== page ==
Many factors arise when beginning to teach, such as collecting money, keeping a systematic schedule, and just how to stay organized throughout this newfound venture. When running your own lessons, managing the money can be especially difficult. These simple tips will address two important money managing issues: keeping records and collecting money.
Write everything down. All of it. Don’t slack on this part. Keeping an account of all of your business dealings will keep you out of hot water. Honesty, of course, is the best and only way to run a business, but you have to be able to back up all transactions. Transactions include: exchanges of money, lesson appointment times, changes in schedule, phones numbers, addresses, receipts and any matters that will cost or make you money.
You can go to any office supply store or look online to find an appointment book that will work well for you. Make sure that you have enough physical space to write in names. When scheduling, write in the student’s name and amount of payment and mark each week that the student is paid for. The last week before they are due, it can be helpful to put an asterisk as a reminder to tell the students that payment will be due their next lesson. Most people appreciate it and only a few will act like you’re a bill collector. Regardless, the lesson fee is due and the payer needs to be told; noting it in your book will help you remember.
Design a simple form on your computer for the students to fill out their personal information. For example: name, address, payer’s name, as many phone numbers as you can get (home, cell, work, other contacts like family members), and email address. Log this information into your scheduling book and if a student doesn’t show, you can give them a call. Many times, new students forget and they appreciate being reminded. On the form you may want to put an area for referrals. If they are filled in, you will have a strong lead for new students.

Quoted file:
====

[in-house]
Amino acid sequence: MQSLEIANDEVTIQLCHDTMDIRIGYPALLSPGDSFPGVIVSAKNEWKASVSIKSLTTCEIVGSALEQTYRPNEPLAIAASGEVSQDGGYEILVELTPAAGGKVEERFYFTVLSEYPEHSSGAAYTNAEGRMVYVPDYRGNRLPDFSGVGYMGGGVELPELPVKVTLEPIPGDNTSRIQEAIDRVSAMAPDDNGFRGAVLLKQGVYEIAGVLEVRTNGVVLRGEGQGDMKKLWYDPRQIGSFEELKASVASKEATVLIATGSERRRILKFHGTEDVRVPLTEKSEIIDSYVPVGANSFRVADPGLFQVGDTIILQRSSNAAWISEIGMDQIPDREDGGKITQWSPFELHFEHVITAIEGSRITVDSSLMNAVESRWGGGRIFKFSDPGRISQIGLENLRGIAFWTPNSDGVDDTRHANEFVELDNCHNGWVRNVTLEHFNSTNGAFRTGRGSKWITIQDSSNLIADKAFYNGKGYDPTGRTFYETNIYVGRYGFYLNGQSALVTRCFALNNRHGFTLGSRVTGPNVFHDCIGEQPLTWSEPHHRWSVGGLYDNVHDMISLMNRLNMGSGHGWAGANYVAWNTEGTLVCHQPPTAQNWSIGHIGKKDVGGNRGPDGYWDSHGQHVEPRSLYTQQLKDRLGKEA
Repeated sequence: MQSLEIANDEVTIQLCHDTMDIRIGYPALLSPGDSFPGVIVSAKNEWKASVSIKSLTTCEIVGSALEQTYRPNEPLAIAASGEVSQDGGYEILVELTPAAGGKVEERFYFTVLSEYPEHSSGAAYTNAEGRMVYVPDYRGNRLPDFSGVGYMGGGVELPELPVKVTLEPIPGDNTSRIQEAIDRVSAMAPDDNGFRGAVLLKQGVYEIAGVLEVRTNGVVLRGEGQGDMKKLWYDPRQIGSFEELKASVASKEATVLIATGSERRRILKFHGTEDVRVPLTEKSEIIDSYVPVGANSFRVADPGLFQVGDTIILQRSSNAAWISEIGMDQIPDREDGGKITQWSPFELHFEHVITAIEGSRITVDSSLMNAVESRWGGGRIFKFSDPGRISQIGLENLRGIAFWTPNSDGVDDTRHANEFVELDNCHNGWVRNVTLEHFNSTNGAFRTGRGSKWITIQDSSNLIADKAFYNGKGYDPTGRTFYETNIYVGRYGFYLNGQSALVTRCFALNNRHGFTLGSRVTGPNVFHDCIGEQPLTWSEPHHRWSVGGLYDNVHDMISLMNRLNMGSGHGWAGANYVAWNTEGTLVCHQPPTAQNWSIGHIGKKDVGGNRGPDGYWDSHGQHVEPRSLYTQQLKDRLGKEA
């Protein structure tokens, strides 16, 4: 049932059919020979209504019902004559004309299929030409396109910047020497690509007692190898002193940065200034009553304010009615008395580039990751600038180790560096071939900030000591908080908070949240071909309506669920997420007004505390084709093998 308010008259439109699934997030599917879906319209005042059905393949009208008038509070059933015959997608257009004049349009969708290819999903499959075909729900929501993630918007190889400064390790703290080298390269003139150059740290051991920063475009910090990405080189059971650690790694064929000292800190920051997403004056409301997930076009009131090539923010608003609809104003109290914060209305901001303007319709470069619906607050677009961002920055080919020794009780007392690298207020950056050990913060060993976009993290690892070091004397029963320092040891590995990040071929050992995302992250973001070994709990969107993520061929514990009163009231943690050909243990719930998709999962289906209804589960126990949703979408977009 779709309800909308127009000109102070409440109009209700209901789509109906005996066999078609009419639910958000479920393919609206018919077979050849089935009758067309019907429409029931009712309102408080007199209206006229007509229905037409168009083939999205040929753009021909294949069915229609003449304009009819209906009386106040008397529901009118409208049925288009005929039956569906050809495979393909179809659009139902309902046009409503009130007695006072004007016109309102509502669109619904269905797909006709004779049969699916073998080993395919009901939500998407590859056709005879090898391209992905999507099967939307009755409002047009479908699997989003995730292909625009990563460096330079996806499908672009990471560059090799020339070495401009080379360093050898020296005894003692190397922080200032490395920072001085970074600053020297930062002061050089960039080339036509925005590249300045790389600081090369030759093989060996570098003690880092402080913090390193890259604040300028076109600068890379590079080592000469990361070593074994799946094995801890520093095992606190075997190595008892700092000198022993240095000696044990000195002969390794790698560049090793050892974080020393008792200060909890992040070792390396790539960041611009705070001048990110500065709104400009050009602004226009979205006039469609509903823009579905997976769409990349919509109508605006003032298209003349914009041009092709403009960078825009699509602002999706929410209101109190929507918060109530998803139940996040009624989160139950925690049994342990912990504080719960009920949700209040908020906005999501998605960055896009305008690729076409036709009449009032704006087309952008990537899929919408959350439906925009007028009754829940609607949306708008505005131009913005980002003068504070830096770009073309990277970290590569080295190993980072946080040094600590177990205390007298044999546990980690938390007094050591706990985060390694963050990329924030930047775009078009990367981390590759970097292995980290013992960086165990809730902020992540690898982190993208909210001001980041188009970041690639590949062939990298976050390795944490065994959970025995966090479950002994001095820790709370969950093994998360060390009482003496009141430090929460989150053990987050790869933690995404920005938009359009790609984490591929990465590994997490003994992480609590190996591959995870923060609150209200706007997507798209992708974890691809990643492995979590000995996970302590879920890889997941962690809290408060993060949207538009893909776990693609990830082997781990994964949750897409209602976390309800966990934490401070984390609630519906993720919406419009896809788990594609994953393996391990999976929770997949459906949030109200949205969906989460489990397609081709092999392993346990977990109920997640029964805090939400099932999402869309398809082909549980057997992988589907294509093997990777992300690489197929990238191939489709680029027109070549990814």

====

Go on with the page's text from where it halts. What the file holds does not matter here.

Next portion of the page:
|“Receiving money from another person can be easy or it can be uncomfortable. Make the situation as uncomplicated as possible, since some people are funny about their money.”|
Some teachers use pocket electronic devices like Palm Pilots or Blackberries. If you are comfortable with these devices then use whatever works for you, as long as it has the appearance of professionalism. But remember, the average person likes to see some things in plain old black and white.
How To Collect
Receiving money from another person can be easy or it can be uncomfortable. Make the situation as uncomplicated as possible for all concerned, since some people are funny about their money.
Always ask for the fee at the beginning of the lesson. Don’t be afraid. They are usually waiting to give it to you. Everyone pays differently. Some students have the check ready and give it to you upon the start of the lesson while others have the check visible in their shirt pocket. Some do not know when they are due and ask, while a few ask if they are due (when they know they are) just to test you. Sometimes, a student brings cash without the correct change. If you don’t have the change, go get it on their time. In that case, they might offer to bring the correct amount back after the lesson. This usually works out fine.
Sometimes students don’t know that they are due, and they don’t have the money on them. Most people offer to bring it the following week, but you should tell them that you would like it today. They don’t have to wait a week for their paycheck, do they?
Keep the exchange of money clear and precise for everyone involved. Don’t be defensive when there is a discrepancy about money. Stay calm and be cool, that’s the best way to work out a solution.
Finally, always remember to thank them when getting paid, even if they are good friends or better known acquaintances.
Guy Lee is a professional guitarist, music instructor, author of The Guy Lee Guitar Method and publisher. He has been published in 20th Century Guitar, Vintage Guitar, Bassics, Goldmine, American Songwriter, Home Recording and several newspapers. firstname.lastname@example.org